Weight loss surgery reverses type 2 diabetes for some
You may have heard that type 2 diabetes can’t be cured. For most people, this is true. However, some people are able to reverse the condition and stop taking insulin after they have weight loss surgery. To find out which types of weight loss (also known as “bariatric”) surgeries are most effective at reversing diabetes, researchers at Newcastle University in the UK looked at the data about people who had had them. They found that a surgery called “Roux en Y,” in which surgeons make the stomach smaller, is most likely to help people reverse diabetes. By limiting the amount of food a person can eat, Roux en Y surgeries have helped many lose large amounts of weight. In some of those who had type 2 diabetes for 4 years or less, this weight loss led to a return to healthy insulin function. The study looked at over 5,000 people, and found that more than half of them were able to stop taking insulin just one year after their surgery.
Overweight and obese people may be short on important nutrients
There are many drawbacks to being overweight or obese. People with a BMI of over 25 have a bigger risk of serious health problems, like type 2 diabetes, heart disease, and certain cancers. Quality of life may also be lower. A study recently published in the Journal of the American College of Nutrition showed that this population may even be less likely to have healthy amounts of important nutrients in their bodies. This was especially true for vitamins A, C, D, and E, magnesium, and calcium. In fact, the higher a person’s weight, the less likely they were to have enough of this nutrients. Obese adults were between 5% and 12% less likely to get enough of these nutrients than people at normal weights. The researchers aren’t sure why this is, and a different kind of study would be needed to confirm these results. They do think, however, that vitamin and mineral supplements could be effective for overweight and obese people struggling with nutrient deficiencies.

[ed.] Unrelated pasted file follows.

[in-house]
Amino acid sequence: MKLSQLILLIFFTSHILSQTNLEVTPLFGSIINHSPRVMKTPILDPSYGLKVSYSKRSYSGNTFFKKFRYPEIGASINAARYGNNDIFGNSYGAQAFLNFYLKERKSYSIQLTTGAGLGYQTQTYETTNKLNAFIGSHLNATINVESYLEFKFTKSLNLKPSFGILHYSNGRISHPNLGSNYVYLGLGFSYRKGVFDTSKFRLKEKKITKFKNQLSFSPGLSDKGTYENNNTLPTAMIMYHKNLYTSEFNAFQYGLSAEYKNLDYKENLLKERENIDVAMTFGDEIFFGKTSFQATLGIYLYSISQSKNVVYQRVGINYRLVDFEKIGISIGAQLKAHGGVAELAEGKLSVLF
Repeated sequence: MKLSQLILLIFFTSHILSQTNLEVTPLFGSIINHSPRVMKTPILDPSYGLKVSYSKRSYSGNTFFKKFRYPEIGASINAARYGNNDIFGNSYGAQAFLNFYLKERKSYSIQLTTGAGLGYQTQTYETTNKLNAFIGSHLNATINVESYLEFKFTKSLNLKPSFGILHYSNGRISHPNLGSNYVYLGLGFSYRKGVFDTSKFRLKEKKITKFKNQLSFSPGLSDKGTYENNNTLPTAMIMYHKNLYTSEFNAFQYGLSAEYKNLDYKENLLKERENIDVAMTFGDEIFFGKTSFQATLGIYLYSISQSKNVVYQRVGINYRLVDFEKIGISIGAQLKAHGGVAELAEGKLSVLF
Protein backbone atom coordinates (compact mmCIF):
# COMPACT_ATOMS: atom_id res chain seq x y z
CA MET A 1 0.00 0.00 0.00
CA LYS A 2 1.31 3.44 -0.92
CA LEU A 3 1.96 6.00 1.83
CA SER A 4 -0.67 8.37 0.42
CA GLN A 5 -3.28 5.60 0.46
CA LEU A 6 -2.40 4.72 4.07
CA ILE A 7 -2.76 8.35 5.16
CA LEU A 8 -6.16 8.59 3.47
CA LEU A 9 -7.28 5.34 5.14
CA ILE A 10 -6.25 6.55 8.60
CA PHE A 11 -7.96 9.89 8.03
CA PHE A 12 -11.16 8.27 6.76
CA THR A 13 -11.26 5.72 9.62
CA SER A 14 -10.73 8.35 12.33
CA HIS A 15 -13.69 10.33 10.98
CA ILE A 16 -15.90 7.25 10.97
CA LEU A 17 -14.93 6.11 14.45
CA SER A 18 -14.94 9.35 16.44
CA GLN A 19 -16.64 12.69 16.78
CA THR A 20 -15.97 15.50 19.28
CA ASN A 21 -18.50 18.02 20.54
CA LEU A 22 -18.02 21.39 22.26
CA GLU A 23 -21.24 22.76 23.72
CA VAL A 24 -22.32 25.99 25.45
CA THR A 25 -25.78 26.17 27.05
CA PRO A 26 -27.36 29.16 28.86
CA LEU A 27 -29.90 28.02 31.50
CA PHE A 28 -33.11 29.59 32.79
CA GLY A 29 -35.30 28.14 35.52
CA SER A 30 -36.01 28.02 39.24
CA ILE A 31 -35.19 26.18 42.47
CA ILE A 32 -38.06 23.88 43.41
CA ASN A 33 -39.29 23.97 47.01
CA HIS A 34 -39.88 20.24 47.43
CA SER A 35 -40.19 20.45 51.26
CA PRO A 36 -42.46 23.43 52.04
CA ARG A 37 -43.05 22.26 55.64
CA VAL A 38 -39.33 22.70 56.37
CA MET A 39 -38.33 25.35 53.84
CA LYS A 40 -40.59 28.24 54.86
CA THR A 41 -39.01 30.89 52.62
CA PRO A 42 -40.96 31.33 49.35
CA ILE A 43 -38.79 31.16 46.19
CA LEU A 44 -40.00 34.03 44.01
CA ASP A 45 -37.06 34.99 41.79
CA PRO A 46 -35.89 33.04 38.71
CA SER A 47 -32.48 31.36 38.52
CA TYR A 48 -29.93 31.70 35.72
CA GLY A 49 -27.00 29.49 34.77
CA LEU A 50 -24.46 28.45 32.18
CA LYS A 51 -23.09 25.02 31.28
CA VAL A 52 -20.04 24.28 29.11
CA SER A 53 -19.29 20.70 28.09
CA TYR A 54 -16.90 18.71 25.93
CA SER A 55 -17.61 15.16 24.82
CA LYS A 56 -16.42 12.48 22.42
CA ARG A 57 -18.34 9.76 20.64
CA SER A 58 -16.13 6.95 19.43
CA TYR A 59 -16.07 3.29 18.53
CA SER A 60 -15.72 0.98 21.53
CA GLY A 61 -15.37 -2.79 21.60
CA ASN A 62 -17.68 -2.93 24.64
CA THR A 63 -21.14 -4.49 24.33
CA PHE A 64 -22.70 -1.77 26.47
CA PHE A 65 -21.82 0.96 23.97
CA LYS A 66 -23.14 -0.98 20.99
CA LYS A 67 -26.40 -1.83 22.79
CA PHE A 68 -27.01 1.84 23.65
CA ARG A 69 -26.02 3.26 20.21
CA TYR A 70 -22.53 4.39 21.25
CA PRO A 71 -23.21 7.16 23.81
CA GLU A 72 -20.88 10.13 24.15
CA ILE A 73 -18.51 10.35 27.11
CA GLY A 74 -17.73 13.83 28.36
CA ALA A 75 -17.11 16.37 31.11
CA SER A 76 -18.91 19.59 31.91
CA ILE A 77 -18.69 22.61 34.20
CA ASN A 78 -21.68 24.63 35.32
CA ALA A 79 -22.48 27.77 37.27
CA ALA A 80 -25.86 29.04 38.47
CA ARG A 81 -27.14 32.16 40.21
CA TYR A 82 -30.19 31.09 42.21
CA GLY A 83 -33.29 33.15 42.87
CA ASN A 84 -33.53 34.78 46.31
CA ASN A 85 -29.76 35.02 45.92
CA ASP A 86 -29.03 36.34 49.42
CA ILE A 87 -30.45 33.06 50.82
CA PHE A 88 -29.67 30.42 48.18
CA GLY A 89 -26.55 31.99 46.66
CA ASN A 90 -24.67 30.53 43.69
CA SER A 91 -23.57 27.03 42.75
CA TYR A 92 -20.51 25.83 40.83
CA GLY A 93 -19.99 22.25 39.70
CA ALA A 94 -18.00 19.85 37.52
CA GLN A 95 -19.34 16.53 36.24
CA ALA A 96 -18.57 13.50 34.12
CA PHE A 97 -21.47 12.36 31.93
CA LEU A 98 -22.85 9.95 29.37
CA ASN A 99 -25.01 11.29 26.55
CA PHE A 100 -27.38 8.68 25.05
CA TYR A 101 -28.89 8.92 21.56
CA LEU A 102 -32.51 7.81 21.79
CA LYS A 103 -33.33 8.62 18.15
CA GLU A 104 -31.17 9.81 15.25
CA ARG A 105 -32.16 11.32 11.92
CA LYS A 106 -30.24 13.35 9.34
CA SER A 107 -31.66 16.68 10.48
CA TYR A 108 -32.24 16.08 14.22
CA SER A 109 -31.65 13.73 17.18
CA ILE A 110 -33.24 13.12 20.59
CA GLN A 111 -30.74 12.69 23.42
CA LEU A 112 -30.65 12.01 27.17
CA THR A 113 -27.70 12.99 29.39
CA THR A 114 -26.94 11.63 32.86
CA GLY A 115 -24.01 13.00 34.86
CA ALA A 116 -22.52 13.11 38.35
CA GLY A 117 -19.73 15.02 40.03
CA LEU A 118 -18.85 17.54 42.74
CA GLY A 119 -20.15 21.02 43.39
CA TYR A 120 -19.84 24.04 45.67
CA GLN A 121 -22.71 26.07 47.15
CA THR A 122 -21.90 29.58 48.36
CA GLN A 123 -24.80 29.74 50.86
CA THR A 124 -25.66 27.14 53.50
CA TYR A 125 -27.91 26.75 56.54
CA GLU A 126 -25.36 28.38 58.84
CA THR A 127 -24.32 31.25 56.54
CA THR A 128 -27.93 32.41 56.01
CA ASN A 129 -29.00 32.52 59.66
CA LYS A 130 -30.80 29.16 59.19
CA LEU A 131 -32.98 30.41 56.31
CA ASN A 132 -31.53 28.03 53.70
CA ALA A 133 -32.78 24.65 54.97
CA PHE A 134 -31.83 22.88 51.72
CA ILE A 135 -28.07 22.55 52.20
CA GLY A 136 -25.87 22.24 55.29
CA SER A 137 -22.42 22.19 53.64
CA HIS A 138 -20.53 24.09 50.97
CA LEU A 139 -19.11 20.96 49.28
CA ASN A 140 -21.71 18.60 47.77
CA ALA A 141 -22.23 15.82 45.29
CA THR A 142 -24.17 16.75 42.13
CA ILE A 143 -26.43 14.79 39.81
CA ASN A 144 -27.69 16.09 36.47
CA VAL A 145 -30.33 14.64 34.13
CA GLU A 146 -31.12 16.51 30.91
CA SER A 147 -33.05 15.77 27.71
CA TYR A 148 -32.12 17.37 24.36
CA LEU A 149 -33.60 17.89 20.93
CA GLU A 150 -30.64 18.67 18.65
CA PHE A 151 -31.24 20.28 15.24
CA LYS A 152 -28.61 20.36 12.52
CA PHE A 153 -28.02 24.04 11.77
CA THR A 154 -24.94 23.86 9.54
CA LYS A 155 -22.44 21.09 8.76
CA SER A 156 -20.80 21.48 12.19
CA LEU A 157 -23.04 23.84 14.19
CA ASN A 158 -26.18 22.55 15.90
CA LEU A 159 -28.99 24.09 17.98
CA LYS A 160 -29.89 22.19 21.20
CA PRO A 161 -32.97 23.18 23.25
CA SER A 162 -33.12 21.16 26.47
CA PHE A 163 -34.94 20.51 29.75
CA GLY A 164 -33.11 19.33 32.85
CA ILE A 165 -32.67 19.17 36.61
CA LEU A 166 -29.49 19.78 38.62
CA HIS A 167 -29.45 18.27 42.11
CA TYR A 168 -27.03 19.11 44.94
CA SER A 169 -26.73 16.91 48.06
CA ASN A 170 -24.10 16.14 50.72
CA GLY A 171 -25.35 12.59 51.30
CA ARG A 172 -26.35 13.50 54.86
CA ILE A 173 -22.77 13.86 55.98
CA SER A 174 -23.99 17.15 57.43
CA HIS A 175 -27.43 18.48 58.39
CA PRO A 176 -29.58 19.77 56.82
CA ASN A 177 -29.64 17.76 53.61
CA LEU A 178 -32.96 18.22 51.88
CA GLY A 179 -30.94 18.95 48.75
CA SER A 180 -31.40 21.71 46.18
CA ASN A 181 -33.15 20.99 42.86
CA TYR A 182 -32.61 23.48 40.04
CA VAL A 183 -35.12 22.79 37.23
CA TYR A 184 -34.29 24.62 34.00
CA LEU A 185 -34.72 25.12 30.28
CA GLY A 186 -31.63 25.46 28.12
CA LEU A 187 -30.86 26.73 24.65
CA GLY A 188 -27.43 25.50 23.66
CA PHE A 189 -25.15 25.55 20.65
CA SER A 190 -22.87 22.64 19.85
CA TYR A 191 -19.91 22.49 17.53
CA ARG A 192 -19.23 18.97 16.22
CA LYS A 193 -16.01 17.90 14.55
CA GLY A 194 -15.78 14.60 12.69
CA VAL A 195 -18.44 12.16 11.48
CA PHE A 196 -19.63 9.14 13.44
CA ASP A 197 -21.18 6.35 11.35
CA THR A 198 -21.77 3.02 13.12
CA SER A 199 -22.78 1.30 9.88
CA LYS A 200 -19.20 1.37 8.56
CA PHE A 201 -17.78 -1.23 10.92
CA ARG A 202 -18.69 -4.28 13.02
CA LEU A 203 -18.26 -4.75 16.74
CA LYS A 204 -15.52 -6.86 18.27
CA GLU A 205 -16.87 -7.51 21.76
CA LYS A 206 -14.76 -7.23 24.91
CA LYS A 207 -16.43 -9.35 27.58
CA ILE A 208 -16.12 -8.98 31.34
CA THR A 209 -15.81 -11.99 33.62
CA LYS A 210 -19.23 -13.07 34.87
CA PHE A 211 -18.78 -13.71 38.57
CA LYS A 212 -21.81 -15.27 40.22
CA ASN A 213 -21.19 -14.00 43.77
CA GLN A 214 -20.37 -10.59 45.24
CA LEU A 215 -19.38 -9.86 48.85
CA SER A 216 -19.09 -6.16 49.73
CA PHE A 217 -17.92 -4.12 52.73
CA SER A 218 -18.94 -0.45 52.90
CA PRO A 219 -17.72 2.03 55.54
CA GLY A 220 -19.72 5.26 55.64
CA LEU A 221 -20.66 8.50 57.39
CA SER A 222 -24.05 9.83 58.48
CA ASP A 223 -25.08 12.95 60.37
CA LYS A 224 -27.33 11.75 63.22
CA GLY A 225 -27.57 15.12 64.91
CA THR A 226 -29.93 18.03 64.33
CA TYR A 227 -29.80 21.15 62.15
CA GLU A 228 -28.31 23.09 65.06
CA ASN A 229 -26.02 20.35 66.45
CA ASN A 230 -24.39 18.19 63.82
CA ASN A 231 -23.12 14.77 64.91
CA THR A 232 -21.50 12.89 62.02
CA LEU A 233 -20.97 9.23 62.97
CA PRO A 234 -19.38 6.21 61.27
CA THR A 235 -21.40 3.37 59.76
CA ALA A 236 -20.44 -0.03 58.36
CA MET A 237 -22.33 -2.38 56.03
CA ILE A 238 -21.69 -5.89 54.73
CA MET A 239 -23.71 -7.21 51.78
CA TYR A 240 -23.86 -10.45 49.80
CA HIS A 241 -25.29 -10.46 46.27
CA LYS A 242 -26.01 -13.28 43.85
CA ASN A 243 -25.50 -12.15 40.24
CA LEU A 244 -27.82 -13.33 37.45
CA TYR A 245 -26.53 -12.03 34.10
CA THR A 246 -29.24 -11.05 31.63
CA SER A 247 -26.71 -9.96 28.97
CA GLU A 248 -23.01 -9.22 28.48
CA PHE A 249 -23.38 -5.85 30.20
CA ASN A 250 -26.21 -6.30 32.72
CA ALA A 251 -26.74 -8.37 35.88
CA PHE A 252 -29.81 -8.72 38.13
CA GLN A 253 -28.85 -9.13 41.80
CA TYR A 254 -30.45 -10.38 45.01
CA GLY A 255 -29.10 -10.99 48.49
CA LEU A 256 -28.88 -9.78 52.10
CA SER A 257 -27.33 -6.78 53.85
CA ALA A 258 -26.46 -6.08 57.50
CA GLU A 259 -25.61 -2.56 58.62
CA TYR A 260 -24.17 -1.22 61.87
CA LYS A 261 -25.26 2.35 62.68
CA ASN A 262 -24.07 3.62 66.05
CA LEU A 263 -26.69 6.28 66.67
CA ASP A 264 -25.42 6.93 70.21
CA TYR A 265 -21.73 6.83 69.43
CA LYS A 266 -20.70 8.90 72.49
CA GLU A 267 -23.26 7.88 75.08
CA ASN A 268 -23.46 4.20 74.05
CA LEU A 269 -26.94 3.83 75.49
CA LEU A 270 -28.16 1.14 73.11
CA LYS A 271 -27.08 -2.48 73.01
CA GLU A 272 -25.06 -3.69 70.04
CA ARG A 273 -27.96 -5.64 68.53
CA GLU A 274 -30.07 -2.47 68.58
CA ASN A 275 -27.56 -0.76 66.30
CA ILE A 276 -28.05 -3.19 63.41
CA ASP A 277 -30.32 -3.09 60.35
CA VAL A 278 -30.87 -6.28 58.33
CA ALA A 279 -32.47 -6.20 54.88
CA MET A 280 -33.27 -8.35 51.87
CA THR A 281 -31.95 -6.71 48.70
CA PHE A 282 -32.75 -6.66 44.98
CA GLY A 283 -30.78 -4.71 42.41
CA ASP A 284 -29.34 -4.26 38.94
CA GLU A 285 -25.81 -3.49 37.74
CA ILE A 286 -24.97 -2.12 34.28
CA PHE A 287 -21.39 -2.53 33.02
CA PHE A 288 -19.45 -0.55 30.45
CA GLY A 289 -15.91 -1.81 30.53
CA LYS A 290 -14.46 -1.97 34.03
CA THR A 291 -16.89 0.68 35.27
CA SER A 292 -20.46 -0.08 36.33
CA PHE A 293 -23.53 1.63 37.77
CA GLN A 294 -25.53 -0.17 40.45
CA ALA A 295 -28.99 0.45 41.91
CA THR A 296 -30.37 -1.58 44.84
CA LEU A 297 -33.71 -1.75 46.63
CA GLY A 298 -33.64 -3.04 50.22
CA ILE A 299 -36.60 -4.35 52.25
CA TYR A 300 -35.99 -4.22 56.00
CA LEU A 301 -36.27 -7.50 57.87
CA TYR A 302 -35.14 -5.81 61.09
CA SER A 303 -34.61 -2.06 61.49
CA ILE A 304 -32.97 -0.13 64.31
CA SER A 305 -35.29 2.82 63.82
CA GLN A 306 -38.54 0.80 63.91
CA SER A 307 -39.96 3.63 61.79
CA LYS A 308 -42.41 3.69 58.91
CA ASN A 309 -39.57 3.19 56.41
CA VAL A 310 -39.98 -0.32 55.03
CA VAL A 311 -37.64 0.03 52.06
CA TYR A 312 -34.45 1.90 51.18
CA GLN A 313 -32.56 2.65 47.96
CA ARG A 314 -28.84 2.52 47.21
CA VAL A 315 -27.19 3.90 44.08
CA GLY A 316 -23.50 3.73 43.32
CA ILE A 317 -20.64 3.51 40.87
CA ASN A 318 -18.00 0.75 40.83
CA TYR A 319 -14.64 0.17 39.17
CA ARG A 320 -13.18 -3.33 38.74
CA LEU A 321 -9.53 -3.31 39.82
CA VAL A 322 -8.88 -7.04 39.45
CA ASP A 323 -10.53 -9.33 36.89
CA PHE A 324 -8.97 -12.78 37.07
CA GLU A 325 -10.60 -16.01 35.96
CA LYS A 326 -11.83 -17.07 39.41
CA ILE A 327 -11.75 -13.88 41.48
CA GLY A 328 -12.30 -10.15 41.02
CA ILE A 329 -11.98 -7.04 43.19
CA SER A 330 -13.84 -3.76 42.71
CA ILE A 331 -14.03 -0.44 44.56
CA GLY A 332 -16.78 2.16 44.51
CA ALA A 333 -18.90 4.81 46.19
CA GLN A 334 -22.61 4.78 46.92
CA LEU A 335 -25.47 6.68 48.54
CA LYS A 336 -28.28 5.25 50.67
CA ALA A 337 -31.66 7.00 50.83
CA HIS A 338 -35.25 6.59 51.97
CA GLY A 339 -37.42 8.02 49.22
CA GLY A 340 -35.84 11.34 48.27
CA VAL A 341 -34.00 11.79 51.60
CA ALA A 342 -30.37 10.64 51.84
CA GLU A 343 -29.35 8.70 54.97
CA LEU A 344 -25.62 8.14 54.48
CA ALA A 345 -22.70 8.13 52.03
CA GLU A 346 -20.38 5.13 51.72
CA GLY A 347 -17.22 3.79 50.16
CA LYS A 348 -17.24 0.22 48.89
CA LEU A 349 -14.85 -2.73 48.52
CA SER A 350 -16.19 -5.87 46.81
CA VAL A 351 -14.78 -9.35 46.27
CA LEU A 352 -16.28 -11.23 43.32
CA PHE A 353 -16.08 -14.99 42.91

You are more likely to get healthy if your partner does, too
If you’ve ever made big lifestyle changes–like eating better, getting more exercise, or lowering stress–you know that sticking with it over the long term can be the hardest part. According to a new study from the Health Behaviour Research Centre at University College London, having a partner with healthy habits can improve your health, too. The researchers looked at about 3,700 couples, and most were over 50 years old. Every two years between 2002 and 2012, they filled out surveys and had physical exams to see if they smoked, were overweight, and got enough physical activity. Those who had partners that were non-smokers, normal weights, and active were more likely to reach these health goals themselves. The reverse was also true: people with less healthy partners were more likely to gain weight and adopt unhealthy behaviors. The researchers aren’t exactly sure why this is, but think it has something to do with the emotional support people get from their partners. Changing any behavior over the long term is hard, and having someone there to help you when you are struggling can make a big difference.